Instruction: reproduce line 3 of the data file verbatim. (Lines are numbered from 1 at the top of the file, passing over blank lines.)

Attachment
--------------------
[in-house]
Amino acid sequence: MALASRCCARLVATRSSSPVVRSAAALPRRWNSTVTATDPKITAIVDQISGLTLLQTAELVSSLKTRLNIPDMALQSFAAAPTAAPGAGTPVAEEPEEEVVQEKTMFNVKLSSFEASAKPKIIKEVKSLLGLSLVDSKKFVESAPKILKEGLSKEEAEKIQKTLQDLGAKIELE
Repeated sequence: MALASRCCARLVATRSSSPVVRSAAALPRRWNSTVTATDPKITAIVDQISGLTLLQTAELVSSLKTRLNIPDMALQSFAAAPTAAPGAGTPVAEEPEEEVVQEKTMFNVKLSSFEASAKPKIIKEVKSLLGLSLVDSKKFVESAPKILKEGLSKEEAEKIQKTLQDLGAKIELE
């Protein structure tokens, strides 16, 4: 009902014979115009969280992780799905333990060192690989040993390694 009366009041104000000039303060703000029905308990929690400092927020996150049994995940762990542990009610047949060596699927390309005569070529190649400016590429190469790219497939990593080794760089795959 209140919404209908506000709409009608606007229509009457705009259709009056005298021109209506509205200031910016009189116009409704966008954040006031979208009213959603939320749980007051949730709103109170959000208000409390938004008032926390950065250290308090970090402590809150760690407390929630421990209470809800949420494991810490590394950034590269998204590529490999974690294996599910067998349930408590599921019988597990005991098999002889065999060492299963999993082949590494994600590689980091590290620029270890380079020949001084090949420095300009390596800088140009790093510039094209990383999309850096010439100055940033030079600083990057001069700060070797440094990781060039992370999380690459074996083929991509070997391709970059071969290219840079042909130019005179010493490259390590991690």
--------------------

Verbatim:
Repeated sequence: MALASRCCARLVATRSSSPVVRSAAALPRRWNSTVTATDPKITAIVDQISGLTLLQTAELVSSLKTRLNIPDMALQSFAAAPTAAPGAGTPVAEEPEEEVVQEKTMFNVKLSSFEASAKPKIIKEVKSLLGLSLVDSKKFVESAPKILKEGLSKEEAEKIQKTLQDLGAKIELE